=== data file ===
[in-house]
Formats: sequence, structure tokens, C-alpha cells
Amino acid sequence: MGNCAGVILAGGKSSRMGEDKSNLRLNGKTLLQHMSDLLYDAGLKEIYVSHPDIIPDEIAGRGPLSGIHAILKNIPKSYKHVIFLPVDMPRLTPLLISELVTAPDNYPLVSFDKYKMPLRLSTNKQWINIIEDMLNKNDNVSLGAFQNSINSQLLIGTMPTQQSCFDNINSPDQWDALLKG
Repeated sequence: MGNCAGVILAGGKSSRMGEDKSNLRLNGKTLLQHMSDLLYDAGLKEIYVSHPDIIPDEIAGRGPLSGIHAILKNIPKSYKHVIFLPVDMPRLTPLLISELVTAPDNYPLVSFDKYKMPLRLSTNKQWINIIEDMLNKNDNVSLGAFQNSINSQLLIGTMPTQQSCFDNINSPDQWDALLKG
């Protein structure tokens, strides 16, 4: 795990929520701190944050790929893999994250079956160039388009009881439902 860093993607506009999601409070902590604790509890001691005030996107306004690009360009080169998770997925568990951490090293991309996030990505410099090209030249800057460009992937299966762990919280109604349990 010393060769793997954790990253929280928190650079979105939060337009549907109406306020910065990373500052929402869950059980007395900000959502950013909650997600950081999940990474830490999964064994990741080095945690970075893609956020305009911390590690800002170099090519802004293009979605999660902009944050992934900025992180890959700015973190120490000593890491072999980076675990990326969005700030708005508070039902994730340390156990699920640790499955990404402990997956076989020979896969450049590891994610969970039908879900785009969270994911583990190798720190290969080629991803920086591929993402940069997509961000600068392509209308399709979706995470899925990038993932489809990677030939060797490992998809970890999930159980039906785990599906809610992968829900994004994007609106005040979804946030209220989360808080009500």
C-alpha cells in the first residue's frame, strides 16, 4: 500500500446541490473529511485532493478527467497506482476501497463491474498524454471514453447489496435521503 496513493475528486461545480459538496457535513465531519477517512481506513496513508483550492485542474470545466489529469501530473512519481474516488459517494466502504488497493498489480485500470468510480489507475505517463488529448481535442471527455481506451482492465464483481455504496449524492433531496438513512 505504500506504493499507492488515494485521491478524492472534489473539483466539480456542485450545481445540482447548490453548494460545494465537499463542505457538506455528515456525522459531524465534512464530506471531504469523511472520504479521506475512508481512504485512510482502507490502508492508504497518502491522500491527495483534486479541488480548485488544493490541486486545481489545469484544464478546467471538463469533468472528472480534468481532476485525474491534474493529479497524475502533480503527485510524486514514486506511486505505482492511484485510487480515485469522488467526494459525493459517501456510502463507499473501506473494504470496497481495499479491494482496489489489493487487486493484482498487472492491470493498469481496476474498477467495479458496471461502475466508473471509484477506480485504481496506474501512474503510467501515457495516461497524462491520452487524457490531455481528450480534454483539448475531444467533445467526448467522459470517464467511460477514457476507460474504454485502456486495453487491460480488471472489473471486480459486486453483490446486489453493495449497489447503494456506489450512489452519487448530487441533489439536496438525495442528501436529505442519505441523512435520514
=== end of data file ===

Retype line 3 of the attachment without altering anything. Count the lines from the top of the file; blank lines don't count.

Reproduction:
Amino acid sequence: MGNCAGVILAGGKSSRMGEDKSNLRLNGKTLLQHMSDLLYDAGLKEIYVSHPDIIPDEIAGRGPLSGIHAILKNIPKSYKHVIFLPVDMPRLTPLLISELVTAPDNYPLVSFDKYKMPLRLSTNKQWINIIEDMLNKNDNVSLGAFQNSINSQLLIGTMPTQQSCFDNINSPDQWDALLKG